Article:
Washington's Vita Vea: The next Haloti Ngata?
The NFL Draft season is upon us and player evaluations are in full swing. A common theme in player evaluation is to compare a prospect with a previous NFL player with similar traits. However, with more than a decade of PFF’s data at hand, we can go a little deeper with our player comparisons.
Comparing University of Washington interior defender Vita Vea with former Baltimore Raven and current Detroit Lion Haloti Ngata is a going to be a common occurrence this spring, and the comparison has merit. While comparing Ngata’s rookie NFL stats to Vea’s 2017 stats at Washington is seemingly apples-to-oranges, examining the numbers can still shed light in comparing that the two players won in similar fashion.
Both are in the same weight class
The two men possess similar builds coming out of college, as Ngata measured 6-foot-4, 338-pounds when he left Oregon in 2006. Vea is expected to measure approximately 6-foot-4, 340-pounds himself when he officially gets measured at the 2018 NFL Scouting Combine. In addition to the rare size, both players possess unnaturally light feet and quickness for someone of their weight which makes them highly coveted NFL draft prospects.
As a rookie, Ngata immediately began to plug in at multiple positions along the Ravens’ defensive line, seeing 364 snaps at defensive tackle, 231 snaps at defensive end and 110 at nose tackle, showing he could play multiple spots along the line at a high level. In 2017 for the Huskies, Vea played 308 snaps at defensive tackle, 116 snaps at nose tackle and 108 snaps at defensive end. His ability to produce at multiple positions is extremely similar to Ngata’s and a highly-coveted skill-set.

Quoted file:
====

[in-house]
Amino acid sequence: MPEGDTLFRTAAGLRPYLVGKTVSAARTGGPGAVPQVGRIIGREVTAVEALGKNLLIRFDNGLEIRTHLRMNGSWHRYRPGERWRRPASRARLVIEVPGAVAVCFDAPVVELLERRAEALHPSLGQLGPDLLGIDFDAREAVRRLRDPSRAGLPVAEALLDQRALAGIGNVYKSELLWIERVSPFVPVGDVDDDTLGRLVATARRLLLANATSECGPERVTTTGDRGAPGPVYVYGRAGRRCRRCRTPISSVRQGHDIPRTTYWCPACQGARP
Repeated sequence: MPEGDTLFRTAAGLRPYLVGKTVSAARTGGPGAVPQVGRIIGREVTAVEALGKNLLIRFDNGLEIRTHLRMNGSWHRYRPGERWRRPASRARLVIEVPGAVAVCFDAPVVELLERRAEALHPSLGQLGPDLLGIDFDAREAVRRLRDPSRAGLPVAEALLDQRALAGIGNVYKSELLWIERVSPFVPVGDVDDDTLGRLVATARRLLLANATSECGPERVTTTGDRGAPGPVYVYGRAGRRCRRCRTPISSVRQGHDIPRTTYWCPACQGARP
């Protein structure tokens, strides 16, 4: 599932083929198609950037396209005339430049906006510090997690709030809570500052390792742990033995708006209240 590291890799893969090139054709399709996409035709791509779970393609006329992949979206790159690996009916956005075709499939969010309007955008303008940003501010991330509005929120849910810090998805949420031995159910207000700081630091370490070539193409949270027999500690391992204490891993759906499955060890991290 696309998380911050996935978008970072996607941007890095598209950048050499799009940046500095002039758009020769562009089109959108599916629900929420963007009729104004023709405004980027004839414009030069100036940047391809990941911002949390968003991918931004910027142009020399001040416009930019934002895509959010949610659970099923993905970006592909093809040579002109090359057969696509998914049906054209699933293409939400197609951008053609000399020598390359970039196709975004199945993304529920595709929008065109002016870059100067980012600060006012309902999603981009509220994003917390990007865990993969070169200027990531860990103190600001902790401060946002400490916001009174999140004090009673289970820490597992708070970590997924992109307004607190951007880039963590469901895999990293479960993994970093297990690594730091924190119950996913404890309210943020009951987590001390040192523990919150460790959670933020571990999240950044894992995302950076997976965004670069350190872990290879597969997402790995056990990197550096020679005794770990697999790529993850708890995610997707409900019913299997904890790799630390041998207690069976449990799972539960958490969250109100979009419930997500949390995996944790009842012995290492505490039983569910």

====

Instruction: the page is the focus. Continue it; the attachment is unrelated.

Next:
As a run-defender
Ngata and Vea were both elite run-defenders their final year of college. Both of these players are difficult for one blocker to move at the line of scrimmage due to their size and ability to hold their ground, and both possess the raw strength to toss an offensive lineman quickly aside to make a tackle. As a rookie, Ngata piled up 33 run stops, which ranked No. 2 among NFL 3-4 defensive ends and Ngata’s run-stop percentage of 9.6 ranked No. 9 among the same group. Vea had 25 run stops in 2017 for the Huskies, and his run-stop percentage of 12.0 ranks No. 4 among all draft-eligible FBS defensive tackles. Vea’s 91.6 run-defense grade ranks No. 2 among all FBS draft-eligible defensive tackles.
As a pass-rusher
As prospects, Ngata and Vea could both be viewed as capable of generating pass-rush production from different spots along the defensive line. They both won as college pass-rushers with a devastating bull-rush to collapse the pocket. They both also used that strong bull-rush to set up a push-pull move when they felt their opponent sinking their weight.
In his rookie season, Ngata contributed three sacks, seven QB hits and 12 hurries on his 389 pass-rush snaps. This past season, Vea racked up three sacks, eight QB hits and 28 hurries on his 273 pass-rush snaps and his pass-rushing productivity rating of 11.0 ranks No. 3 among all FBS draft-eligible defensive tackles.
With similar builds, foot quickness, playing strength, run-defense prowess, ability to generate an interior pass-rush and to line up at different spots on the defensive line, the Haloti Ngata-to-Vita Vea comparison is a fair one. It would be well within reason to expect a similar type of rookie production from Vea as we saw from Ngata in his rookie season in 2007.